I look forward to seeing you all in Boston.

Message from the Secretary

Miriam Ashley-Ross

It's shaping up to be a busy meeting in Boston, and a busy year for our Division. Not only is DCB sponsoring a symposium on Sensory Biomechanics, but we have 33 competitors for Best Student Paper! It's a testament to our dynamic and growing division that we have so many up-and-coming graduate student members.

Judges Needed

Because we have so many competitors, we need faculty/postdoc volunteers to judge them. What do the judges do? View the talks/posters to which you are assigned, and evaluate them according to the criteria on the form. Ask the students questions about their research, and encourage them. Why should you volunteer? To start with, you'll be seeing some of the best presentations of the meeting, and talking with enthusiastic young scientists. You'll also be letting them know that their efforts are appreciated and recognized, making it more likely that they'll remain DCB members. In short, it's a win-win situation - if you are willing to help, please contact our divisional chair Bob Full (rjfull@berkeley.edu).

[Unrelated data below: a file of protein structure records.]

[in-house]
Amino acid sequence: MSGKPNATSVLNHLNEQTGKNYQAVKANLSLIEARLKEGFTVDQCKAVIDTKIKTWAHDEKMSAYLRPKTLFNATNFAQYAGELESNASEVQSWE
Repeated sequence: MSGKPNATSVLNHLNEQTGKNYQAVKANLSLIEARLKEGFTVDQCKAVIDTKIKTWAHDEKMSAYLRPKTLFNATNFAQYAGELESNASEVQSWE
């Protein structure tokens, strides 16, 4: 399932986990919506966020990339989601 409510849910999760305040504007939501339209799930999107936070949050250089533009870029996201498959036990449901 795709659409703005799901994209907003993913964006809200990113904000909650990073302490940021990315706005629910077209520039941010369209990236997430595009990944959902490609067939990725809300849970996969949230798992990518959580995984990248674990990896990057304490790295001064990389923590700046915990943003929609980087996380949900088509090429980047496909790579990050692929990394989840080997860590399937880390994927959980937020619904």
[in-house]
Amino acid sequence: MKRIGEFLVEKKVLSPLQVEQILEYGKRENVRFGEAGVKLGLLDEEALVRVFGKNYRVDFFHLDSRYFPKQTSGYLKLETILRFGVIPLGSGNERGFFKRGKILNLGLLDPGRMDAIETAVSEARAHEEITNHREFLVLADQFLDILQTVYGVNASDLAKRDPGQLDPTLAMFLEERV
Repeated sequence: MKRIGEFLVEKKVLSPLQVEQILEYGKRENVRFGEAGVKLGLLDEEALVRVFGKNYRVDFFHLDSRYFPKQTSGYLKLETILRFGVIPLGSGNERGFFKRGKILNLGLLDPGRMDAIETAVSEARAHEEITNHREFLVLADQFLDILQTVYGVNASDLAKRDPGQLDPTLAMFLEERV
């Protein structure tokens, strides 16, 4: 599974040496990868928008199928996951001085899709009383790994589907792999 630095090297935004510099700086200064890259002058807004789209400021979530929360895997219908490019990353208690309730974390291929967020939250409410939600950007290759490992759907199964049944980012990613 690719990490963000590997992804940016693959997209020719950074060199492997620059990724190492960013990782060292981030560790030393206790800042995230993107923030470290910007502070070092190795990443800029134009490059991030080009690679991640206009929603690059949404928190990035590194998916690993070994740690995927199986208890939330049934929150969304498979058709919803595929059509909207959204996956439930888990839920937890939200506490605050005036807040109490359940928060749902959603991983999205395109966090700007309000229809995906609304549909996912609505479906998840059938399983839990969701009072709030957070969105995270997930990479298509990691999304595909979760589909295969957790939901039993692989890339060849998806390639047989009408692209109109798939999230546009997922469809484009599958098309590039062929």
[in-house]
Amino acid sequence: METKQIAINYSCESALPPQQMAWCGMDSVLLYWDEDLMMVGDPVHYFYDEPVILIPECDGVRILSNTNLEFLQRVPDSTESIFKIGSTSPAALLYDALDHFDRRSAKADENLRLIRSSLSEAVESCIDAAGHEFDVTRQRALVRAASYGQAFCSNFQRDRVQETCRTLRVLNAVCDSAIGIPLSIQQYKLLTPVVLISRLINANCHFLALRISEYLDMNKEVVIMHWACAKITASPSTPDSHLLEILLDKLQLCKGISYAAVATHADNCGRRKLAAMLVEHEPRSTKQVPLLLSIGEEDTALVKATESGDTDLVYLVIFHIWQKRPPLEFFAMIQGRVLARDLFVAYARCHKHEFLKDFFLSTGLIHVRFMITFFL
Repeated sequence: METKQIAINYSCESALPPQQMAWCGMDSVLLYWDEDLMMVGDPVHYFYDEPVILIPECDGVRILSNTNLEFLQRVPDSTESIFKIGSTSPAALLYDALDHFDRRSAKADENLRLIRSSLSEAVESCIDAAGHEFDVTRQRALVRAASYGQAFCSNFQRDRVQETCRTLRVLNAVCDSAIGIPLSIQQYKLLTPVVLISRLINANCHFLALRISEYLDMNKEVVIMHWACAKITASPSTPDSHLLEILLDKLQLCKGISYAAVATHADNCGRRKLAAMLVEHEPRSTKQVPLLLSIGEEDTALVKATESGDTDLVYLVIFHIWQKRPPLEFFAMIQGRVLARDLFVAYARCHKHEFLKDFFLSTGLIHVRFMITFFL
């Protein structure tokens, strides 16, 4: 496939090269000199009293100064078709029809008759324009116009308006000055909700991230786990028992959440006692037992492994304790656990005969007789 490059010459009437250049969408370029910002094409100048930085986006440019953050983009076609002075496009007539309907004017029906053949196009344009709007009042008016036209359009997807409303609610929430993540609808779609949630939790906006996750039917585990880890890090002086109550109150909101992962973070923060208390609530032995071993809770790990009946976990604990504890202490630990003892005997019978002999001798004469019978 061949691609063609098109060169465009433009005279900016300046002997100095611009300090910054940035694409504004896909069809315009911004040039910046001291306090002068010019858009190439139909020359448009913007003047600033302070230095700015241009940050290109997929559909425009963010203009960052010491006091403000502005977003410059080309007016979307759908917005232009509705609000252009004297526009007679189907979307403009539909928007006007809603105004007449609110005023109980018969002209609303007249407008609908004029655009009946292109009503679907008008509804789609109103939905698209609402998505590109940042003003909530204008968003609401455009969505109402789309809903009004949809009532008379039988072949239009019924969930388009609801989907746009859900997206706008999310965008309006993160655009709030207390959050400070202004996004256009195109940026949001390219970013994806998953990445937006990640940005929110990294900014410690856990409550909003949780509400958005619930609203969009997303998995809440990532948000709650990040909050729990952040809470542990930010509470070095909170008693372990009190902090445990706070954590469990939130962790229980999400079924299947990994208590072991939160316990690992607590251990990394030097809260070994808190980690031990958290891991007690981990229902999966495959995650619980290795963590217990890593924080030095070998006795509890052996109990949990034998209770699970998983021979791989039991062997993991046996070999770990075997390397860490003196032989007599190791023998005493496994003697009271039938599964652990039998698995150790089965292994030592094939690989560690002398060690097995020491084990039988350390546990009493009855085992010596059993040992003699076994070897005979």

Upcoming Elections and Bylaws Revisions

To get on track for transitioning from the interim officers to our "normal" election schedule (http://www.sicb.org/resources/electionschedule.php3), we will need to hold elections in the Spring for the Chair-Elect and Program Officer. In the Spring newsletter, we'll have short biographical sketches of the candidates, and dates for the actual election. If you are interested in running for one of these offices or wish to nominate someone, please contact members of the divisional nominating committee, Adam Summers (asummers@uci.edu) and Thomas Roberts (Thomas_Roberts@brown.edu), or any member of the divisional Executive Committee.

There will also be some bylaws revisions to bring our divisional bylaws into conformity with the SICB bylaws and constitution. These will be described in the Spring 2009 newsletter and voting will occur later in the spring.